Kaftrio benefits CF patients with advanced disease: Real-world study
FEV1%, FVC% improved after 2.5 years; infections, antibiotic use decreased
Kaftrio improved lung function for up to 2.5 years in cystic fibrosis (CF) patients with advanced disease who had early access to the medication in Spain, according to a real-world study.
Taking Kaftrio, a triple combination of elexacaftor, tezacaftor, and ivacaftor, also reduced the frequency of exacerbations, when symptoms worsen suddenly, and improved quality of life, while being generally safe and well tolerated.
The study, “Experience with Tezacaftor/Ivacaftor/Elexacaftor in Patients with Cystic Fibrosis and Advanced Disease,” was published in Archivos de Bronconeumologia.
Vertex Pharmaceuticals’ triple combination is sold as Trikafta in the U.S., where it was approved in 2019. A so-called CFTR modulator, it works both as a corrector, helping the faulty CFTR protein fold correctly, and as a potentiator, aiding its efficiency.
Available initially in Europe to patients with advanced disease under a compassionate use program, Kaftrio had a wider rollout when it was approved in mid 2020 for all patients ages 12 and older who carried one or two copies of the CF-causing F508del mutation.
Its indication was later expanded for more mutations and a broader age range in the U.S. and Europe. Not many studies have examined how safe the medication is and how well it works over time, leading researchers in Spain to describe the experience of 114 patients with advanced disease who had access to Kaftrio before it was available on the market. They were followed for up to 30 months (about 2.5 years) at 16 CF units across the country.
Of them, 85 (74.6%) carried one copy of the F508del mutation and 29 (25.4%) carried two copies. Their mean age was 32.2 and more than half (51.8%) were men.
Gains with Kaftrio after 2.5 years
To have early access to Kaftrio, patients had to have a forced expiratory volume in 1 second (FEV1%) less than 40%. FEV1% is a measure of lung function and a FEV1% below 40% indicates advanced lung disease. The mean FEV1% of the group was even lower, at 37.5%.
After 2.5 years of treatment, the mean FEV1% improved significantly, to 48.7. Forced vital capacity (FVC%), another lung function measure, also increased significantly, from an average of 58.6 to 73.2.
Living with CF may mean difficulty maintaining a healthy weight. Before treatment, the mean body mass index (BMI), a measure of body fat based on weight and height, of the group was 20.5. After 2.5 years, it increased significantly to 22.3, indicating better nutrition.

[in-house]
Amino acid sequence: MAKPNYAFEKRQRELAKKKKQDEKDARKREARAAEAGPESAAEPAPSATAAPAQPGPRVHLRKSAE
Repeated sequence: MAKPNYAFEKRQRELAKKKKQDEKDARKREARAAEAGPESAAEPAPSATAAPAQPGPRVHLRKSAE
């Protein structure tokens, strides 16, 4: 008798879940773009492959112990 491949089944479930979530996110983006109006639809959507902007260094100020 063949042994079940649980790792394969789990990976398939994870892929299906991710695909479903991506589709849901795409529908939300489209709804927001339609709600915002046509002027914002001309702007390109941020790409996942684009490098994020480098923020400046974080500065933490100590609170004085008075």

People with CF are also at an increased risk of recurrent lung infections, with antibiotics being the usual treatment. Before treatment, more than half (60.5%) tested positive for Pseudomonas aeruginosa, a species of bacteria often found in CF lungs.
As early as after 1.5 years of treatment, no patient tested positive for P. aeruginosa. The proportion testing positive for other bacteria also decreased over 2.5 years.
Moreover, the number of cycles of antibiotics decreased from an average of 2.7 in the year before treatment to 0.8 a year after treatment if given by mouth and from 1.8 to 0.3 if given intravenously.
The number of exacerbations also decreased from an average of 3.9 in the year before treatment to 0.9 a year after, which translated into an overall improvement of quality of life for patients. Kaftrio didn’t seem to improve digestive symptoms, however.
Kaftrio also reduced the need for other treatments. For example, “oxygen therapy use decreased by 40%, and only 20% of patients referred for lung transplantation remained on the active transplant list,” the researchers wrote.
The treatment was generally safe, with only a small number of patients having to stop it due to a temporary increase in the level of liver enzymes, a sign that the liver may be damaged.
The data showed Kaftrio “decreases the number of exacerbations, increases lung function and nutritional parameters, decrease in all isolated microorganisms, for 30 months of treatment … It is a safe and well-tolerated drug,” the researchers said, who recommended doing longer studies with more patients from different countries provided by CF registry data because only about a third of the patients were actually followed for 2.5 years or more.